Andrea Luxton, president of Andrews University, announced her retirement, effective June 2023, during her Andrews University Board briefing on Thursday, May 26, 2022.
Luxton has led the flagship educational institution of the Seventh-day Adventist Church since July 2016. The university, which was established in 1874 as Battle Creek College in Battle Creek, Michigan, moved to Berrien Springs, Michigan, in 1901 as Emmanuel Missionary College, and became Andrews University in 1960.
Following Luxton’s presentation, Artur Stele, chair of the Andrews University Board of Trustees, described the search process to replace Luxton.
That process will begin immediately. It will be overseen by the Andrews University Board of Trustees, guided by university bylaws, working and board policies, and directed by a search committee made up of board members as well as university faculty, staff, alumni, and students. Stele will serve as chair of the search committee.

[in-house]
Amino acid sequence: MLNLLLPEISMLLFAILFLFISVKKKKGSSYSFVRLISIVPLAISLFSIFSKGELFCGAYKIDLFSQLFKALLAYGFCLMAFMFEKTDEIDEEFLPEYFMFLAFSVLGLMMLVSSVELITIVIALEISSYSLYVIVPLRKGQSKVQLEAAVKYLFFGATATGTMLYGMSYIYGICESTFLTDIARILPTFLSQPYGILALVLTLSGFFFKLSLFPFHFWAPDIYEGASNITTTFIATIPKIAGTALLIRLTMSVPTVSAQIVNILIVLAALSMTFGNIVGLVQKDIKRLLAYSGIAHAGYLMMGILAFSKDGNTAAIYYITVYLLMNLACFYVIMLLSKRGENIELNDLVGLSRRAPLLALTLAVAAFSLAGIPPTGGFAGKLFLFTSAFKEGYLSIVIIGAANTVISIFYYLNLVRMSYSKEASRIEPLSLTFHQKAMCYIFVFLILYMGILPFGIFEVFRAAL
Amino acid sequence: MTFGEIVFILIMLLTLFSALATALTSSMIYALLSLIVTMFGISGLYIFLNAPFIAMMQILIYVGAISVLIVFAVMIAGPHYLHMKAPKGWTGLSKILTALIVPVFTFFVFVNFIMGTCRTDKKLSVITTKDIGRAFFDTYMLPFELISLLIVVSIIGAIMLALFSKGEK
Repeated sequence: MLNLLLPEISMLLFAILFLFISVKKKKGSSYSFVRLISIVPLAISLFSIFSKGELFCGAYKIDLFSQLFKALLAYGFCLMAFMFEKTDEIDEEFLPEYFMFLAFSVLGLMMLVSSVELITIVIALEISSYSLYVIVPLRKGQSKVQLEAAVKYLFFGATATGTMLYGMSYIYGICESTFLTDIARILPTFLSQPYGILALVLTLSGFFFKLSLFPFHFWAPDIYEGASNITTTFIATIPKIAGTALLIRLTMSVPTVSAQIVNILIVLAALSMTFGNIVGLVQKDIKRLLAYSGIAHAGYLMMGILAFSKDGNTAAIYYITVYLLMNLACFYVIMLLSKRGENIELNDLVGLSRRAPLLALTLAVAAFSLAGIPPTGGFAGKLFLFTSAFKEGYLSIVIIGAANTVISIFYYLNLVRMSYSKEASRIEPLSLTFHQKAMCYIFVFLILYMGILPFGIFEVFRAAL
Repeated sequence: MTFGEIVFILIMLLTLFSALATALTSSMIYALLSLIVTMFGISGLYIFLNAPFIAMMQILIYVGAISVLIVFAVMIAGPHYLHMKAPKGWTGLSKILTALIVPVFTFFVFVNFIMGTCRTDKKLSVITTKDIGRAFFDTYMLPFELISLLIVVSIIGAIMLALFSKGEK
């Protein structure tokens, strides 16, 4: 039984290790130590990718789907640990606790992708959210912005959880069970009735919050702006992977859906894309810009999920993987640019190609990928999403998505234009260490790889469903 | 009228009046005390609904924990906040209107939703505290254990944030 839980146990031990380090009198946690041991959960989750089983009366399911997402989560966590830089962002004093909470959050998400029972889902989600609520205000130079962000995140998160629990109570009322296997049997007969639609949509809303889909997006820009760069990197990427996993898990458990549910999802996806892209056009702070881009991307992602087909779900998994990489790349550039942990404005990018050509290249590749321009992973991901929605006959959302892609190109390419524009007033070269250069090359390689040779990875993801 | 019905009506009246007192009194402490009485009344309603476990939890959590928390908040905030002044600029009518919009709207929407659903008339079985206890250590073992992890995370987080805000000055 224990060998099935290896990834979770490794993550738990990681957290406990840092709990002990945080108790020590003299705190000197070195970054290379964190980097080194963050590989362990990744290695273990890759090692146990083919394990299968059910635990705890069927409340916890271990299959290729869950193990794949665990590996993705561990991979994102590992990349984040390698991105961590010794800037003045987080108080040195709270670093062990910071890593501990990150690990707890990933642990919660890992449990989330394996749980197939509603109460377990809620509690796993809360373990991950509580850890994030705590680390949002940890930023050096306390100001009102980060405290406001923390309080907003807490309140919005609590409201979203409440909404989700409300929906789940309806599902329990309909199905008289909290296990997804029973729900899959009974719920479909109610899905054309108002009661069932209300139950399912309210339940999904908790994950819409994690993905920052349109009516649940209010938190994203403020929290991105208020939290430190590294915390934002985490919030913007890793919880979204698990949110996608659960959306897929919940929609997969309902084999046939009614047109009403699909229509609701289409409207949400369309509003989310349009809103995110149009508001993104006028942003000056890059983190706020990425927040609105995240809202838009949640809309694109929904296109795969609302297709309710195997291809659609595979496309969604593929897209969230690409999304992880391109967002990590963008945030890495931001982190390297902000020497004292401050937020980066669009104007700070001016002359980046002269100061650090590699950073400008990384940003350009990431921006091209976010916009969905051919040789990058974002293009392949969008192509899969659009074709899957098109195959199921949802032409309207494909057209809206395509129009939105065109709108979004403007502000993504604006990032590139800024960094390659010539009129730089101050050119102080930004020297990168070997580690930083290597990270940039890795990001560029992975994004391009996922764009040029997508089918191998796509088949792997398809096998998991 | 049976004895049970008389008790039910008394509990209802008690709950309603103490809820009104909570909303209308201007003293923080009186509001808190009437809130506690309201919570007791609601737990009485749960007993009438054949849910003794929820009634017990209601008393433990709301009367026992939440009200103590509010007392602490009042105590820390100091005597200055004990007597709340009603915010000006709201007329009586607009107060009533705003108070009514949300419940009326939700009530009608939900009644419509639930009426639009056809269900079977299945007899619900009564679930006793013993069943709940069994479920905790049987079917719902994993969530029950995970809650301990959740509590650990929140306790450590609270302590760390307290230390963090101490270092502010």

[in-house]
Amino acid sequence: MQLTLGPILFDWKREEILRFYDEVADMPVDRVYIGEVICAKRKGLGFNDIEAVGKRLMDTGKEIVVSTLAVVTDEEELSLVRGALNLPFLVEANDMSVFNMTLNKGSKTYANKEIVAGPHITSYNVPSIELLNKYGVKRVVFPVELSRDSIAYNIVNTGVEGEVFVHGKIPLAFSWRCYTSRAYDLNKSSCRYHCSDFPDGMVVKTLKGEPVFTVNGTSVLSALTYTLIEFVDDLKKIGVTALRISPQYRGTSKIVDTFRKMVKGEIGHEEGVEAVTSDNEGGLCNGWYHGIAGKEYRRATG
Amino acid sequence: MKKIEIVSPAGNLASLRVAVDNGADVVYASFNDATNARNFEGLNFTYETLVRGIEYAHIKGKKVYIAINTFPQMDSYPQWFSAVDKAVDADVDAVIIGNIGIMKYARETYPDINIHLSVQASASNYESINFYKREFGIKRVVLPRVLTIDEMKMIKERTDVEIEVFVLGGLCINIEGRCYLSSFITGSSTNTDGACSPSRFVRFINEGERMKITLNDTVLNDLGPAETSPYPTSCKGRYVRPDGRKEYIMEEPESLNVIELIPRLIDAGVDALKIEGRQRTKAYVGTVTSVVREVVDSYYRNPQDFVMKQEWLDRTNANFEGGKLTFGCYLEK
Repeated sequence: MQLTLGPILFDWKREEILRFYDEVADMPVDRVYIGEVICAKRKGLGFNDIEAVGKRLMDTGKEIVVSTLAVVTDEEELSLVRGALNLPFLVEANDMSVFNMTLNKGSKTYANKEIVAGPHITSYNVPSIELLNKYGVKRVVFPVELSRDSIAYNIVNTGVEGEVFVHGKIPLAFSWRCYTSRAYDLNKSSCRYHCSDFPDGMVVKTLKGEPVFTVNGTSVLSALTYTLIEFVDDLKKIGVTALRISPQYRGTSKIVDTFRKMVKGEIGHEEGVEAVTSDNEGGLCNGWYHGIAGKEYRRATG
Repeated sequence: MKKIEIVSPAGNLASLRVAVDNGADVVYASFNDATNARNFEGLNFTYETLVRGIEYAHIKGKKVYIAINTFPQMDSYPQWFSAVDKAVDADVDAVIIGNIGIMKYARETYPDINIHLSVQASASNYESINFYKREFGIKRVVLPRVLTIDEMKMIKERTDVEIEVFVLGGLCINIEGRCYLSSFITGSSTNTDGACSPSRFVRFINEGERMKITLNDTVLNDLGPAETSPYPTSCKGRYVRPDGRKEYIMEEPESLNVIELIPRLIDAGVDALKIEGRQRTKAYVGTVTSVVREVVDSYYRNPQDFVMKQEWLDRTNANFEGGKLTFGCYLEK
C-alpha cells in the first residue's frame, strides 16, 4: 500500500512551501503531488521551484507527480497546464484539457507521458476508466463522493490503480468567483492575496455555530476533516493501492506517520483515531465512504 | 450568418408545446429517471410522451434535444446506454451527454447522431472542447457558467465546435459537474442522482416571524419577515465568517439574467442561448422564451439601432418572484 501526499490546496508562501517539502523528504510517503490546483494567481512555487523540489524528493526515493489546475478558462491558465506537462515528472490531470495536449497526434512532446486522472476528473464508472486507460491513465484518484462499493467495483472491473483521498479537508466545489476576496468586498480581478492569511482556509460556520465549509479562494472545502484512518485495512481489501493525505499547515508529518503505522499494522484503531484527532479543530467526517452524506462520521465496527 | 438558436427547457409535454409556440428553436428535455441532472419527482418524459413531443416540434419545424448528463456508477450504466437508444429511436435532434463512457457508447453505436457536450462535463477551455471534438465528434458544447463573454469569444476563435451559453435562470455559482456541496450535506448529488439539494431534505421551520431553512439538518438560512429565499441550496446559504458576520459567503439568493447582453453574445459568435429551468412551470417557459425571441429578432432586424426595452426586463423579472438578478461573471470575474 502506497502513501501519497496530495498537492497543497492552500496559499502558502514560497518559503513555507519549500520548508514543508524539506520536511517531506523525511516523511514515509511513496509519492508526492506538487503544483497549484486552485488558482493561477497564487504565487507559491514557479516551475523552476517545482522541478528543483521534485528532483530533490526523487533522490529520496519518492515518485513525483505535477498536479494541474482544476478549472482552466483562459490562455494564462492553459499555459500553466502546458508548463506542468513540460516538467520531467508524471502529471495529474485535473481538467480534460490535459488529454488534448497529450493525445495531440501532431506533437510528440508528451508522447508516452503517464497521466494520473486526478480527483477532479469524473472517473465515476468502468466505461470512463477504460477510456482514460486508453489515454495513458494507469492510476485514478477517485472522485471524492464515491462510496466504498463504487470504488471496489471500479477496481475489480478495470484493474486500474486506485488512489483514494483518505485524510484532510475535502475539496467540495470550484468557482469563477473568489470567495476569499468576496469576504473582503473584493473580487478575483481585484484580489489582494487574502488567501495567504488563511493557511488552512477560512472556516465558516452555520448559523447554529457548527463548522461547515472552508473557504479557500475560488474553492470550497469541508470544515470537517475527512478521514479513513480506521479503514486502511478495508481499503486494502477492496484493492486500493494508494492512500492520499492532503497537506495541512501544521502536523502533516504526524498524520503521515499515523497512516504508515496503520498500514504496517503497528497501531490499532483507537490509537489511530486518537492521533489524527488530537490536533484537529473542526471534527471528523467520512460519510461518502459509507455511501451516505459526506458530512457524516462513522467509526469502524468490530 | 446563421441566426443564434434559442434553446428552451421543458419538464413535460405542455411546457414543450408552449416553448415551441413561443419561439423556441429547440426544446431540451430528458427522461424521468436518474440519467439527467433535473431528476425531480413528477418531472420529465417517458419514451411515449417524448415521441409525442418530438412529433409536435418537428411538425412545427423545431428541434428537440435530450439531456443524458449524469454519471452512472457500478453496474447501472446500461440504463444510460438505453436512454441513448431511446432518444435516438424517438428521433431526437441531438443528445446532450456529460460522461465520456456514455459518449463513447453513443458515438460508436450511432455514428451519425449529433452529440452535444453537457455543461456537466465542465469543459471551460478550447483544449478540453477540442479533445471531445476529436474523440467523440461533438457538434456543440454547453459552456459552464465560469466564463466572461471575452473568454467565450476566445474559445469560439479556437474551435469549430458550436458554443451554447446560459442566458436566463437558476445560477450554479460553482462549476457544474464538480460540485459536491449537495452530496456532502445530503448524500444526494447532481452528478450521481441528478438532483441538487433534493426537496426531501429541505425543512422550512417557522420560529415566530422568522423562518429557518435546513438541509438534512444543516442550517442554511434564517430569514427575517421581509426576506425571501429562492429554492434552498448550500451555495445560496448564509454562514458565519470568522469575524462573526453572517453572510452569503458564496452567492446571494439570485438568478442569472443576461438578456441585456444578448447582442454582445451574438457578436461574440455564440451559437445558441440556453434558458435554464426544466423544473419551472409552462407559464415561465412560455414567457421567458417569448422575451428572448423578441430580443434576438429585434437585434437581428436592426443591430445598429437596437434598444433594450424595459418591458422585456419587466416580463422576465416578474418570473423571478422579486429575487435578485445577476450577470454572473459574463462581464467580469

The 13-member presidential search committee will be chosen during an August 1, 2022, Andrews University Board meeting. The search committee will begin meeting in August and September to identify a long list of candidates to review by November. In November and December, the committee will create a shorter list of individuals to identify the final candidates for the position.
Final candidates will be formally interviewed by the search committee in January and February of 2023. Following those interviews, the search committee will recommend two or three finalists to the Board of Trustees for its March 2023 meeting. During that March board meeting, the new president of Andrews University will be elected.
An Andrews University Constituency meeting, also to be held in March 2023, will elect a new Andrews University Board of Trustees, and that new University Board will meet for the first time in June 2023 and re-elect the newly appointed president.
Under Luxton’s presidency, Andrews University thrived, even as it faced challenges, and successfully built on unique opportunities.